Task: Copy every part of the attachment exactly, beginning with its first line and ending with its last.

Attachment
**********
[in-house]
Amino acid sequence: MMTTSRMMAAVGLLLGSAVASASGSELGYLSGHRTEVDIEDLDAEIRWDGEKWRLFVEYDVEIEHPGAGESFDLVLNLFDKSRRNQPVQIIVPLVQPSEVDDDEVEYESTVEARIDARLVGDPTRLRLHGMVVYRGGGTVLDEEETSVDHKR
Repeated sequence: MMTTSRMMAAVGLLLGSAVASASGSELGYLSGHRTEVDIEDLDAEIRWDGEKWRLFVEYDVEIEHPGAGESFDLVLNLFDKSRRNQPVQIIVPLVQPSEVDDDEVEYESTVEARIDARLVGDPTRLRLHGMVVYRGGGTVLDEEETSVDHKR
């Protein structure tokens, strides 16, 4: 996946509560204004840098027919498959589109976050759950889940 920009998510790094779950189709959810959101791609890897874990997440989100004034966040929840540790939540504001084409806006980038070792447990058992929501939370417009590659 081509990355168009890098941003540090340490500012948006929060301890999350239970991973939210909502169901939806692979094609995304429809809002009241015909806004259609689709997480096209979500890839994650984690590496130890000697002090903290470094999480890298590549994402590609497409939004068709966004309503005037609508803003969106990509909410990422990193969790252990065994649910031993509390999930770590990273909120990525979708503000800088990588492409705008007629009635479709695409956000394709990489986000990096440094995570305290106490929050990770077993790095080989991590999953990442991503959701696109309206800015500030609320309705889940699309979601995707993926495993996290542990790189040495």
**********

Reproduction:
[in-house]
Amino acid sequence: MMTTSRMMAAVGLLLGSAVASASGSELGYLSGHRTEVDIEDLDAEIRWDGEKWRLFVEYDVEIEHPGAGESFDLVLNLFDKSRRNQPVQIIVPLVQPSEVDDDEVEYESTVEARIDARLVGDPTRLRLHGMVVYRGGGTVLDEEETSVDHKR
Repeated sequence: MMTTSRMMAAVGLLLGSAVASASGSELGYLSGHRTEVDIEDLDAEIRWDGEKWRLFVEYDVEIEHPGAGESFDLVLNLFDKSRRNQPVQIIVPLVQPSEVDDDEVEYESTVEARIDARLVGDPTRLRLHGMVVYRGGGTVLDEEETSVDHKR
């Protein structure tokens, strides 16, 4: 996946509560204004840098027919498959589109976050759950889940 920009998510790094779950189709959810959101791609890897874990997440989100004034966040929840540790939540504001084409806006980038070792447990058992929501939370417009590659 081509990355168009890098941003540090340490500012948006929060301890999350239970991973939210909502169901939806692979094609995304429809809002009241015909806004259609689709997480096209979500890839994650984690590496130890000697002090903290470094999480890298590549994402590609497409939004068709966004309503005037609508803003969106990509909410990422990193969790252990065994649910031993509390999930770590990273909120990525979708503000800088990588492409705008007629009635479709695409956000394709990489986000990096440094995570305290106490929050990770077993790095080989991590999953990442991503959701696109309206800015500030609320309705889940699309979601995707993926495993996290542990790189040495």